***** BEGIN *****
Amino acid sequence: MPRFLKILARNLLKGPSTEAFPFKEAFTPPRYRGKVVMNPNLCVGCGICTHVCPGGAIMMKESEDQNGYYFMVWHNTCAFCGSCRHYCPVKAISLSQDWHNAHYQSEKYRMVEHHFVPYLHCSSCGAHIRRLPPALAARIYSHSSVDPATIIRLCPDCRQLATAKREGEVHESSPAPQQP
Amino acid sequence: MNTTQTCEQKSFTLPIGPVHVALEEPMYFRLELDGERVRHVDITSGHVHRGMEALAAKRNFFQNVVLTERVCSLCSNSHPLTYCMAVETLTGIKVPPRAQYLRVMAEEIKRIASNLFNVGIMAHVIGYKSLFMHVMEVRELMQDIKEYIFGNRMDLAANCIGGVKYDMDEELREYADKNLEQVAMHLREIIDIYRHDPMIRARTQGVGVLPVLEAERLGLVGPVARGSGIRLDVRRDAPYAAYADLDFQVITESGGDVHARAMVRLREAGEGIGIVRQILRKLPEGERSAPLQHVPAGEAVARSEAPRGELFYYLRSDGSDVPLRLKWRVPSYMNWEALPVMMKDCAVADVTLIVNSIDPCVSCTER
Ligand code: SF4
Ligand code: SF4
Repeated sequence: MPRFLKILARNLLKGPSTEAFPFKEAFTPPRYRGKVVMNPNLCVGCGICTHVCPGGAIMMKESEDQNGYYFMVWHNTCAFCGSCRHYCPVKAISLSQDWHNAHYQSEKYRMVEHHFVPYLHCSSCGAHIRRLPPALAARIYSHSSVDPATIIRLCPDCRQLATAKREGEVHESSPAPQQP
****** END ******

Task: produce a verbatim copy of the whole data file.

Amino acid sequence: MPRFLKILARNLLKGPSTEAFPFKEAFTPPRYRGKVVMNPNLCVGCGICTHVCPGGAIMMKESEDQNGYYFMVWHNTCAFCGSCRHYCPVKAISLSQDWHNAHYQSEKYRMVEHHFVPYLHCSSCGAHIRRLPPALAARIYSHSSVDPATIIRLCPDCRQLATAKREGEVHESSPAPQQP
Amino acid sequence: MNTTQTCEQKSFTLPIGPVHVALEEPMYFRLELDGERVRHVDITSGHVHRGMEALAAKRNFFQNVVLTERVCSLCSNSHPLTYCMAVETLTGIKVPPRAQYLRVMAEEIKRIASNLFNVGIMAHVIGYKSLFMHVMEVRELMQDIKEYIFGNRMDLAANCIGGVKYDMDEELREYADKNLEQVAMHLREIIDIYRHDPMIRARTQGVGVLPVLEAERLGLVGPVARGSGIRLDVRRDAPYAAYADLDFQVITESGGDVHARAMVRLREAGEGIGIVRQILRKLPEGERSAPLQHVPAGEAVARSEAPRGELFYYLRSDGSDVPLRLKWRVPSYMNWEALPVMMKDCAVADVTLIVNSIDPCVSCTER
Ligand code: SF4
Ligand code: SF4
Repeated sequence: MPRFLKILARNLLKGPSTEAFPFKEAFTPPRYRGKVVMNPNLCVGCGICTHVCPGGAIMMKESEDQNGYYFMVWHNTCAFCGSCRHYCPVKAISLSQDWHNAHYQSEKYRMVEHHFVPYLHCSSCGAHIRRLPPALAARIYSHSSVDPATIIRLCPDCRQLATAKREGEVHESSPAPQQP